“It still comes down to contracts and it comes down to oversight,” he said.
Some lawmakers and others say what’s happened so far has not been reassuring.
The law required the Medicaid department to have the single PMB in place by July 1. But the agency blew through that deadline and now is saying it will be up and running by March.
More important, however, than when the single PBM will be in operation is what it will actually do. The Medicaid department is refusing to say.
The department on July 24 posted a 142-page request for proposals for a single PBM. It is largely silent on several big issues.
For example, huge PBMs like the ones currently working with Ohio Medicaid are able to get big rebates from drug manufacturers by promising to put their drugs on PBM’s lists of covered drugs and requiring low or no copayments for patients to get them.
Federal law requires manufacturers to pay fixed, minimum rebates on Medicaid drugs. But big PBMs such as CVS Caremark, Express Scripts and OptumRX can use their clout in the marketplace to demand supplemental rebates in excess of that.
Tens or even hundreds of millions of dollars could be at stake, but supplemental rebates aren’t mentioned in the Medicaid department’s request for proposals. Indeed, the word “rebate” appears only three times in the lengthy document, every time in reference to the federally mandated variety.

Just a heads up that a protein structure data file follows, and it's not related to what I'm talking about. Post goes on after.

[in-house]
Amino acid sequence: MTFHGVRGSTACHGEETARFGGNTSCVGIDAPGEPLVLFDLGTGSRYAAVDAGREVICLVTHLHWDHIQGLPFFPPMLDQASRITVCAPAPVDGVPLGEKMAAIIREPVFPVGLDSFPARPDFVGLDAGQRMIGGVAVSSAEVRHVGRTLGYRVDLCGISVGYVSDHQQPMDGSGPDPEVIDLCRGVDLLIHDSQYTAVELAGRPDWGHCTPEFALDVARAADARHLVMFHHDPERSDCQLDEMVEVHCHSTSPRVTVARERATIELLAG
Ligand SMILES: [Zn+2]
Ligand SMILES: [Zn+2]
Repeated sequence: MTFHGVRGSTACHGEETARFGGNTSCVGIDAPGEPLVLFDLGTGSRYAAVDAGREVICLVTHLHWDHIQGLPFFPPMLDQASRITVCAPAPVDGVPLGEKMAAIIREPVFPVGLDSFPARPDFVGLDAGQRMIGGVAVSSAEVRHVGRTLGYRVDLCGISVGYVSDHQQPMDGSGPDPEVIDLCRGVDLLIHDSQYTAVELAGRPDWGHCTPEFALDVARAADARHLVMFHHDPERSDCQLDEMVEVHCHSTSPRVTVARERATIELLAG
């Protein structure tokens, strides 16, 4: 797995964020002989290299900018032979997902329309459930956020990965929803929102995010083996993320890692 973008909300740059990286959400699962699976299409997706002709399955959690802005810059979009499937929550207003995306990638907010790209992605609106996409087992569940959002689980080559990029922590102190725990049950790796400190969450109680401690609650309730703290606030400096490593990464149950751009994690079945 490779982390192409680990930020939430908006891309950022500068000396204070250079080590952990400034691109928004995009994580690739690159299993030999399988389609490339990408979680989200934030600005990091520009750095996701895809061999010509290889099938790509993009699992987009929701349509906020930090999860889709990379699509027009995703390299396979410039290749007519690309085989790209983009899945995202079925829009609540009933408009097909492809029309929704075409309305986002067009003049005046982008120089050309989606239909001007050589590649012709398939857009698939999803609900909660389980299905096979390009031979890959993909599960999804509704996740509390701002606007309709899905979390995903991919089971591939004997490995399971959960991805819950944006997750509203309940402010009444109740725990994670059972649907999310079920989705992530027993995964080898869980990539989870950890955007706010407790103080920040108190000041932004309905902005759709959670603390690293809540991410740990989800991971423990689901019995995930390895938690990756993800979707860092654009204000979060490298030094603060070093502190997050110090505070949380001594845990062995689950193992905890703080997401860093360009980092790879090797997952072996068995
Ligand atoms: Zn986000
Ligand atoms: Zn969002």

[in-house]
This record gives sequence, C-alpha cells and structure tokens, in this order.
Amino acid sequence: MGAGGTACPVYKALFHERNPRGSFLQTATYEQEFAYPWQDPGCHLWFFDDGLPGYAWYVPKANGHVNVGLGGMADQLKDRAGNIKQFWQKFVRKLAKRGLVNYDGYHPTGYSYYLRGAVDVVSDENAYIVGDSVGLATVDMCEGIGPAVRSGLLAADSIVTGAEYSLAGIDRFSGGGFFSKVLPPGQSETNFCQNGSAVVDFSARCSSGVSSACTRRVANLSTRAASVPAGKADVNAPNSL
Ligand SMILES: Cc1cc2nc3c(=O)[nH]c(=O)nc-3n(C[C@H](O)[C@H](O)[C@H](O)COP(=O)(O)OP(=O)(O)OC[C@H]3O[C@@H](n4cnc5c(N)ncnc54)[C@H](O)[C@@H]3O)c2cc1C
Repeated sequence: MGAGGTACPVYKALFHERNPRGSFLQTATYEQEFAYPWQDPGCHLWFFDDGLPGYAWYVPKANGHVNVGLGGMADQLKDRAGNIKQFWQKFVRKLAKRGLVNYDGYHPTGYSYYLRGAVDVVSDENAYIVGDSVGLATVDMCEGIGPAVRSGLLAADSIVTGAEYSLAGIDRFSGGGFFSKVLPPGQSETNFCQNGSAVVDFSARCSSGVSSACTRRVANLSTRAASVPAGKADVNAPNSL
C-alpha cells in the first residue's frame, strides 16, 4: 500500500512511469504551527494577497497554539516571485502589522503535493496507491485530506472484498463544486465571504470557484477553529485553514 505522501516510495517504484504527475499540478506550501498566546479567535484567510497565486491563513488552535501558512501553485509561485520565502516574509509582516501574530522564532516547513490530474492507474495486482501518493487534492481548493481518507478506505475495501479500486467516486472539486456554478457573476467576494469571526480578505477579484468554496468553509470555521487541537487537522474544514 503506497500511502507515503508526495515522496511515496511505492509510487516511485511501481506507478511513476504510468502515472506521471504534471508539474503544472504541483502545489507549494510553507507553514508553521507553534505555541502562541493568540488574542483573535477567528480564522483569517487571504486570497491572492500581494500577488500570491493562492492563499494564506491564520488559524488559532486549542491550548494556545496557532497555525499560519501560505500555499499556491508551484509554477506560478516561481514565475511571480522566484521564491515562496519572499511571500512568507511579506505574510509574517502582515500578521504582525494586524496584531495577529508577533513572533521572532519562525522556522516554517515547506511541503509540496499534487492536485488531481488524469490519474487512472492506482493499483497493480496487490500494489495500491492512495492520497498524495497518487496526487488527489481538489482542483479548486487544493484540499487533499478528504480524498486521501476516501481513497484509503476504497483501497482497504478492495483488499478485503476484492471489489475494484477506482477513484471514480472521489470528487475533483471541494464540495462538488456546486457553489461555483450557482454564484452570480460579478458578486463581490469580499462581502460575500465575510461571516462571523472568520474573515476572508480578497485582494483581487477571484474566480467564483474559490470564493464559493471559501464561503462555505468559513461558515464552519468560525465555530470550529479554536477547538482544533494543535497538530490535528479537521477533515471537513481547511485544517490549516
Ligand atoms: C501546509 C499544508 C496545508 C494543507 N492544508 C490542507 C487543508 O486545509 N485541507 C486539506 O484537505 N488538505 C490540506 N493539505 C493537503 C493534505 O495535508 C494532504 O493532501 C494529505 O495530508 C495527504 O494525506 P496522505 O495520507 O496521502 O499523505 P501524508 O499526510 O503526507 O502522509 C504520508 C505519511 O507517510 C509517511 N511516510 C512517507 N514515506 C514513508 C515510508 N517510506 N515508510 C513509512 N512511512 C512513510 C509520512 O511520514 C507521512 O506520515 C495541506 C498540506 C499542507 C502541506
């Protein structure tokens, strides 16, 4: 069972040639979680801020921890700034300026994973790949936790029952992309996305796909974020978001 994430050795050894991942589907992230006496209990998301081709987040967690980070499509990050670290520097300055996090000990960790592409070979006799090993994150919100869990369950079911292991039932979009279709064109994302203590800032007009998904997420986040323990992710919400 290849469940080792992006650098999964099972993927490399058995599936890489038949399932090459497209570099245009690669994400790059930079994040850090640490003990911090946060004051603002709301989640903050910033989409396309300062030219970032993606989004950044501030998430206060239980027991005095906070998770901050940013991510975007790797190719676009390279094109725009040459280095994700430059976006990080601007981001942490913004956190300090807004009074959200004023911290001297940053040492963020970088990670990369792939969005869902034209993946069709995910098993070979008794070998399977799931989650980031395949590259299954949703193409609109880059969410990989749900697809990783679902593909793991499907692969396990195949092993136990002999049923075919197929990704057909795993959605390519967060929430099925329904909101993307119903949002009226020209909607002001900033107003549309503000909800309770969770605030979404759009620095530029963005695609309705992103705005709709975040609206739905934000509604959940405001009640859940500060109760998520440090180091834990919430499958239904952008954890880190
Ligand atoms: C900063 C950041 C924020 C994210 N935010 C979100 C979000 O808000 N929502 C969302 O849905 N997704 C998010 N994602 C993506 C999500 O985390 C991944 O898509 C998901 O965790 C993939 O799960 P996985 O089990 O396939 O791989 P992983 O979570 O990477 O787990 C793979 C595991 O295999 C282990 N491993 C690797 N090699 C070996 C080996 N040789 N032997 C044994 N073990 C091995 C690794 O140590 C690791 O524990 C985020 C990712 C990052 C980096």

Linda Cahn has made a career of reading legal documents related to PBMs. She’s the first attorney in the United States to initiate a class-action suit against one of the companies and she now runs a national consultancy that helps clients bulletproof their contracts with PBMs. She’s also testified before Ohio’s Joint Medicaid Oversight Committee.
Cahn said the request for proposals for a single PBM is riddled with holes.
“The RFP focuses on only two aspects of drug coverage: providing an adjudication platform to track the dispensing and invoicing for drugs, and providing a customer call service center,” she said in an email. “Neither of those matters has anything to do with controlling costs.”
That would leave responsibility for PBM duties involving huge amounts of money to somebody else. The work would seem to require a second PBM, but Ohio Medicaid is making it impossible to determine exactly who would be responsible for what.
In an Aug. 12 hearing of the Joint Medicaid Oversight Committee, Romanchuk, Coley and Rep. Allson Russo, D-Upper Arlington, all questioned the lack of detail in the request for proposals about rebates and other matters.
Medicaid Director Maureen Corcoran repeatedly said those issues would be handled by yet another vendor.
“If it’s not in there, it’s probably in the operational support vendor’s contract,” she said in response to a question from Coley a little more than an hour into the hearing.